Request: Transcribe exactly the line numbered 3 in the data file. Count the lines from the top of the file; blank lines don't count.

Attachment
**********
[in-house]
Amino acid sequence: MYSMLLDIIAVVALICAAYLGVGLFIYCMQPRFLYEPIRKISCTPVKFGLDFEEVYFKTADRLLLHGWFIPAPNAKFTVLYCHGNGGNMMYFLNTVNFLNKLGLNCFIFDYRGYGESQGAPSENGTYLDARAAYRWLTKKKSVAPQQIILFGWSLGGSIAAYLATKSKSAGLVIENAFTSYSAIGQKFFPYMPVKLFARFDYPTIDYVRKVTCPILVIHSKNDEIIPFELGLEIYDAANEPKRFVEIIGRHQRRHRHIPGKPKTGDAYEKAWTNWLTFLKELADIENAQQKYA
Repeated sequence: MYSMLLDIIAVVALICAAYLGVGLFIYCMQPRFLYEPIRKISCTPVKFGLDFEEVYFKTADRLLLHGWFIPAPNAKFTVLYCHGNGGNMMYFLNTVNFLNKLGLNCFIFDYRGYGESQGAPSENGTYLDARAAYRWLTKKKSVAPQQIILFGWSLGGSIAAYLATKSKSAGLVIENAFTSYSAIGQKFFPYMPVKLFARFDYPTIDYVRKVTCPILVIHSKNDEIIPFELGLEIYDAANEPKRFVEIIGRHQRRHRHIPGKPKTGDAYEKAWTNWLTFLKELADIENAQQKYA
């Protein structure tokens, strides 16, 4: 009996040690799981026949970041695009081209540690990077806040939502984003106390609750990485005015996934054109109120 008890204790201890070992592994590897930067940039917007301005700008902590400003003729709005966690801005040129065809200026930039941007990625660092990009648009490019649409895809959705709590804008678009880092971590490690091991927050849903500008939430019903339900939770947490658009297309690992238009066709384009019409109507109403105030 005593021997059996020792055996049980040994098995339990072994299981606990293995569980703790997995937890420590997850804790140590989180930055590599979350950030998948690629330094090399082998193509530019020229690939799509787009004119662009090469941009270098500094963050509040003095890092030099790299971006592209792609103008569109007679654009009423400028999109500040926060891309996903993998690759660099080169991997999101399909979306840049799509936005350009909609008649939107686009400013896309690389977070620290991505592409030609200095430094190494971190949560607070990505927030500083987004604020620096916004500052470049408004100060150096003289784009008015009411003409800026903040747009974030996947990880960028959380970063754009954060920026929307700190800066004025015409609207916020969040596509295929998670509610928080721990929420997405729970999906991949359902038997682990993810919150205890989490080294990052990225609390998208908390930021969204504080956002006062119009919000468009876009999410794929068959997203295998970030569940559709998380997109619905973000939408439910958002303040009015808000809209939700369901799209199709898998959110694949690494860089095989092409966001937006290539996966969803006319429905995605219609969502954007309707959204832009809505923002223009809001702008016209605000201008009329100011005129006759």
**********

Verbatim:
Repeated sequence: MYSMLLDIIAVVALICAAYLGVGLFIYCMQPRFLYEPIRKISCTPVKFGLDFEEVYFKTADRLLLHGWFIPAPNAKFTVLYCHGNGGNMMYFLNTVNFLNKLGLNCFIFDYRGYGESQGAPSENGTYLDARAAYRWLTKKKSVAPQQIILFGWSLGGSIAAYLATKSKSAGLVIENAFTSYSAIGQKFFPYMPVKLFARFDYPTIDYVRKVTCPILVIHSKNDEIIPFELGLEIYDAANEPKRFVEIIGRHQRRHRHIPGKPKTGDAYEKAWTNWLTFLKELADIENAQQKYA